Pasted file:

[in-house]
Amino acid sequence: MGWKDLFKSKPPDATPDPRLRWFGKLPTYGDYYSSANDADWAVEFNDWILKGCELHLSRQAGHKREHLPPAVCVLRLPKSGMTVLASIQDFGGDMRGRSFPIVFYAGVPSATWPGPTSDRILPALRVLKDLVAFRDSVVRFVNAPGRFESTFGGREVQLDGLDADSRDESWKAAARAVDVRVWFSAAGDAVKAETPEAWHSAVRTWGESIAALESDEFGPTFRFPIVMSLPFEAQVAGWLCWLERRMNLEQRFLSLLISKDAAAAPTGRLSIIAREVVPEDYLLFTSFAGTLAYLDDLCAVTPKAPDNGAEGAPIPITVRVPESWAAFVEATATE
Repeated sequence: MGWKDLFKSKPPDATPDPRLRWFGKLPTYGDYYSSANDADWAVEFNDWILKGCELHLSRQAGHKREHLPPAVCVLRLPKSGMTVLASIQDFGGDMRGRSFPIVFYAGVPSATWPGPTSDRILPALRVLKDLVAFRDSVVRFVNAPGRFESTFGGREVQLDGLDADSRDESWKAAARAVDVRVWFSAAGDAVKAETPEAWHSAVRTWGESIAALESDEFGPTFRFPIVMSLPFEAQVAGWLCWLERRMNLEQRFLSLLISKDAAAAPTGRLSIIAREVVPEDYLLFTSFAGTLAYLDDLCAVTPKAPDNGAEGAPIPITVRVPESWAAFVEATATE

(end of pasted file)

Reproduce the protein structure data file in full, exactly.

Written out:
[in-house]
Amino acid sequence: MGWKDLFKSKPPDATPDPRLRWFGKLPTYGDYYSSANDADWAVEFNDWILKGCELHLSRQAGHKREHLPPAVCVLRLPKSGMTVLASIQDFGGDMRGRSFPIVFYAGVPSATWPGPTSDRILPALRVLKDLVAFRDSVVRFVNAPGRFESTFGGREVQLDGLDADSRDESWKAAARAVDVRVWFSAAGDAVKAETPEAWHSAVRTWGESIAALESDEFGPTFRFPIVMSLPFEAQVAGWLCWLERRMNLEQRFLSLLISKDAAAAPTGRLSIIAREVVPEDYLLFTSFAGTLAYLDDLCAVTPKAPDNGAEGAPIPITVRVPESWAAFVEATATE
Repeated sequence: MGWKDLFKSKPPDATPDPRLRWFGKLPTYGDYYSSANDADWAVEFNDWILKGCELHLSRQAGHKREHLPPAVCVLRLPKSGMTVLASIQDFGGDMRGRSFPIVFYAGVPSATWPGPTSDRILPALRVLKDLVAFRDSVVRFVNAPGRFESTFGGREVQLDGLDADSRDESWKAAARAVDVRVWFSAAGDAVKAETPEAWHSAVRTWGESIAALESDEFGPTFRFPIVMSLPFEAQVAGWLCWLERRMNLEQRFLSLLISKDAAAAPTGRLSIIAREVVPEDYLLFTSFAGTLAYLDDLCAVTPKAPDNGAEGAPIPITVRVPESWAAFVEATATE